June 24, 2015
I woke up early this morning because Ruby was banging the wall in the next stall, just to annoy me. I made faces at her until she stopped. Then the people came and gave us our breakfast, and they fed me first, which means I’m the most important. (Pacing the stall a lot and crying helps ensure faster service, too.)
Then I led my person out to the pasture, and I got very scared because the wheelbarrow that is always there by the front door of the barn had moved six inches in the night, and that’s a very scary thing to be very scared of. Who knows why it moved?! Maybe it wanted to eat me. But my person didn’t understand and said I was being a silly pony. Silly human, I say.
I am an important pony, so I get a pasture all by myself, but I have buddies on the other side of the fences. One of them is Summer; she’s taller than I am but not as smart. I played with her for a while, running up and down the fence line. Then I got tired of playing so I ate grass. I ate for a long time, until my person came back to take me home to the barn. Then I ate hay and now I’m going to bed.
June 25, 2015
A new pony arrived today. I’m way prettier than she is. She is very little, too. I’m way bigger than she is. She is very loud and whiney, too; she cried all day long. I hardly ever cry, except when I want my breakfast. Or my dinner.
You probably can’t tell, so I’ll spell it out for you: I don’t like the new pony.
The people put her in MY pasture. MY pasture, the one I get all to myself because I’m so important. Now I have to share a pasture like everybody else. I made sure the new pony knew I didn’t like it–I made faces at her and tried to kick her when she got too close to MY grass. She spent most of the day standing at the gate telling the people to come back and put her in the barn.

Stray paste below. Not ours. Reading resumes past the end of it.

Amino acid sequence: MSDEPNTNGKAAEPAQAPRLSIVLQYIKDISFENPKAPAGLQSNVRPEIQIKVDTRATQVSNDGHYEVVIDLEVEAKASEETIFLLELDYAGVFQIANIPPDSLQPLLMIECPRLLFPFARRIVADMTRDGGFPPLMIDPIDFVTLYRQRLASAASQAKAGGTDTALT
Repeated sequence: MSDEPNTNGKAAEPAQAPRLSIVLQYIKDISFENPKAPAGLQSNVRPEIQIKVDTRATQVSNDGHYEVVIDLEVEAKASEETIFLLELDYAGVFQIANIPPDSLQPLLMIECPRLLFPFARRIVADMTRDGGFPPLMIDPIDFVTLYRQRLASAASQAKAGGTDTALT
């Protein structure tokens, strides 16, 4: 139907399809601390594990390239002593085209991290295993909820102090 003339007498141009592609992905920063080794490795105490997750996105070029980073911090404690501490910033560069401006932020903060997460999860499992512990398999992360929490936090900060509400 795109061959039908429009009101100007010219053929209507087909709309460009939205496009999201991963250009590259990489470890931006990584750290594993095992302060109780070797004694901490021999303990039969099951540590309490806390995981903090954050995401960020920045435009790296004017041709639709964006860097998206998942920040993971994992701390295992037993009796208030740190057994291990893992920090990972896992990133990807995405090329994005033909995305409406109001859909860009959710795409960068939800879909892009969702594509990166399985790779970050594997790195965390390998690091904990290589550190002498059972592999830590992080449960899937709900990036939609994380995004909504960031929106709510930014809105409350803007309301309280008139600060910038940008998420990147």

I’m going to bed.
P.S. I don’t like the new pony.
June 26, 2015
I don’t like the new pony.
June 27, 2015
I don’t like the new pony.
June 28, 2015
Today it was very buggy outside. The bugs kept annoying me. My poor tail got so tired because I flicked it around so much, and it still didn’t help my face because my tail’s not long enough. So I went and stood at the gate, next to the new pony (her name is Goldie), and we both told the humans to come and put us in the barn.
Then after a while Goldie turned around to eat the grass, and the next time she swished her tail it swished right over my face and made all the flies go away. That felt nice. So we went out to graze, and she swished my face with her tail and I swished her
face with my tail.
She was eating MY grass, but I let it slide.
So maybe I like the new pony after all.
Samantha Johnson is a freelance writer and the author of several books, including The Field Guide to Horses, (Voyageur Press, 2009). She raises Welsh Mountain Ponies in northern Wisconsin and is a certified horse show judge. Follow her on Twitter: @miraclewelsh